Although this might not exactly be classic mountain biking, it's hard not to enjoy the route at this point, remembering that this road didn't exist until 1989 (and isn't on my OS map of this area!). Once the road flattens off, it's a pleasant trundle until the almost equally steep descent starts. At this point, I stopped to see the path I'd later be ascending. It looks a killer!!

Although I had intended to go all the way in to the "village", the sight of a 13% gradient sign just after the turn off for the coastal path made me think better of it and soon enough I'm negotiating the contouring track, hugging the steep shoreline. Most of this proves to be rideable although I cautiously walk some sections, mindful of the remoteness of my situation and the potential consequences of a fall. 

After a couple of rises and dips, the path makes a beeline for a small beach, crossing a little wooden bridge. Ahead is the dauntingly steep climb known as the Scriob. 

Now - this might be a good descent for those with a head for heights and technical skills to match, but it doesn't take me long to realise it's well beyond me - in both senses. As a climb, it's a question of getting off the bike and simply grinding up each step, interspersed with the occasional lift/carry over the rockier steps. Of course, at this point I'm also shielded from the wind, so it's time for the local insect population to queue up for a bite at me. I think I'm getting away with it until a cleg takes a chunk out of my elbow, then flies off before I can swat it, only to return to the same point once the blood starts flowing!! If nothing else, this spurs me on to the breezier, easier angled top section of the path where I finally take a bit of a breather at a little cairn and waymarker at a junction in the path.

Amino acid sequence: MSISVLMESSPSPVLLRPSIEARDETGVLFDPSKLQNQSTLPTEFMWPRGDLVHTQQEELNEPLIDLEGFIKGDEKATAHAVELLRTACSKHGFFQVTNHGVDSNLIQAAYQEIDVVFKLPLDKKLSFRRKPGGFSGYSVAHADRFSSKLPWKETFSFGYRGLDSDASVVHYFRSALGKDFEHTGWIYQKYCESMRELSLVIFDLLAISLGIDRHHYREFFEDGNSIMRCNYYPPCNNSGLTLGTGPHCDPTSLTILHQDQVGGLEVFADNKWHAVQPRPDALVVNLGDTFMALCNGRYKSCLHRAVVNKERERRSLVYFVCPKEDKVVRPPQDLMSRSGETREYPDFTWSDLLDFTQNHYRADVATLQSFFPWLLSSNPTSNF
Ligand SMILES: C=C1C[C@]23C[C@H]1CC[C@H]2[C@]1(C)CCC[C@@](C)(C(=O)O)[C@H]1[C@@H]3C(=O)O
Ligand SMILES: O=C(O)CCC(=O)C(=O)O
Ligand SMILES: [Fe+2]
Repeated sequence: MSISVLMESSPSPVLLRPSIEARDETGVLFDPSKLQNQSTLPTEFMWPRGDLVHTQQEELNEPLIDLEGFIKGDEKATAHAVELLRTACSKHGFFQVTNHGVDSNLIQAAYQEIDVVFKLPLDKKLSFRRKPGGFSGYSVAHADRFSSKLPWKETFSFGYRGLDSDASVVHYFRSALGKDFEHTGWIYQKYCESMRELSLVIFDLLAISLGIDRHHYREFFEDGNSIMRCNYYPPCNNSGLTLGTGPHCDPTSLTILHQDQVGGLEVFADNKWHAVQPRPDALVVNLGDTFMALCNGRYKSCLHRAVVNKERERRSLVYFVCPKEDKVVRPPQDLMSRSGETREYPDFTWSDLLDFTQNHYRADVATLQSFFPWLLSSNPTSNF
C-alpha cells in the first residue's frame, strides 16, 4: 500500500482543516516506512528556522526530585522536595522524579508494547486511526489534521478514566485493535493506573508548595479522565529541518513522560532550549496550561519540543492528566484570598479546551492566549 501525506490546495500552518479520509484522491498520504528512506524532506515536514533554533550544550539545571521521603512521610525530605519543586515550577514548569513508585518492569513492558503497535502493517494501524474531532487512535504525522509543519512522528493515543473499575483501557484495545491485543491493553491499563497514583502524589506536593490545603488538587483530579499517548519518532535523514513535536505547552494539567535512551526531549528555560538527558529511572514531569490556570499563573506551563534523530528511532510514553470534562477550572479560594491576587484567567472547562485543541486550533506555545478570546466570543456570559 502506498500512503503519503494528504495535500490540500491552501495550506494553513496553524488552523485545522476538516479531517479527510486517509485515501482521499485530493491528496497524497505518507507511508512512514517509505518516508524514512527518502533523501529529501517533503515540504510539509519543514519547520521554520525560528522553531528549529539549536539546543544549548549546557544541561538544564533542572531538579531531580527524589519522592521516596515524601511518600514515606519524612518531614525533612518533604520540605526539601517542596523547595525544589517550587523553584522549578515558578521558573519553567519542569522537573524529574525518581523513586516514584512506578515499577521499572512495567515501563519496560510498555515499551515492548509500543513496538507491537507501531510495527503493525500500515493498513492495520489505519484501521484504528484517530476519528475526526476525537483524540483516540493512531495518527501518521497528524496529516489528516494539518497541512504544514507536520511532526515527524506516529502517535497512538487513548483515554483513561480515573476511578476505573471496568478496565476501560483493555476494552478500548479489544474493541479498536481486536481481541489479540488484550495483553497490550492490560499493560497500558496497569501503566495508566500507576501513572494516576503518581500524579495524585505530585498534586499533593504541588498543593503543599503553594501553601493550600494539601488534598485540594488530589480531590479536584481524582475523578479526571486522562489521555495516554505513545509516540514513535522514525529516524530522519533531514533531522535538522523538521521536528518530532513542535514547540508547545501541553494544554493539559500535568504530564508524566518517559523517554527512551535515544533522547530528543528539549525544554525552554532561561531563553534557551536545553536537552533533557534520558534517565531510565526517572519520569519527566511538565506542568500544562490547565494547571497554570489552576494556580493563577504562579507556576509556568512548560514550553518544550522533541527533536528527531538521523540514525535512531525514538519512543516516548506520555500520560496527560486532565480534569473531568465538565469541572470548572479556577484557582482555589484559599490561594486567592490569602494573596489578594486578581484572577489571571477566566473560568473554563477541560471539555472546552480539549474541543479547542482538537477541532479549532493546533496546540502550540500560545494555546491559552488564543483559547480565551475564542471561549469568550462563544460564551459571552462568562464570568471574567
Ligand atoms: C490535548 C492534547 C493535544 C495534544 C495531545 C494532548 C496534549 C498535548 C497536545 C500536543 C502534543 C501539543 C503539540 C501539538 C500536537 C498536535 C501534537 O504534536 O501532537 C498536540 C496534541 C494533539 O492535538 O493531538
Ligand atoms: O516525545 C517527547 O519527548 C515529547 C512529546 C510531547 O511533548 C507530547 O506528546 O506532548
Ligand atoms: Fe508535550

From here, the rest of the climb is ridable and I'm soon at the summit, looking over towards Tarbert and the hills beyond. What follows is one of the most fun descents I've ridden. Fast, with some rocks to negotiate and of various levels of steepness. At last, I feel I'm getting some value for my recent efforts and the only thing slowing me down is the occasional need to get some feeling into my pumped-up wrists. After what seemed like quite a long time, but was actually only some 12 minutes, I'm back at the road with a little climb back to the van and the start point.

My thoughts on the circuit? Well, it's certainly a ride on the wild side, but I didn't feel that the long climbs were suitably rewarded and I'm not convinced it would be any better in reverse. Comparing it to recent trips, the north shore of Loch Morar is by far the better ride. However, there are other routes in Harris and I'll be back!


  1. I liked the short Crofters routes on the Golden road on the way down to Rodel on the east coast that left and rejoined the road...
    Pugsley was a bit of a slog on some road climbs over there!

    1. On my "to do" list, along with a big loop into Glen Meavaig. However, I suspect a Packraft is the numero uno tool round some of these parts :-)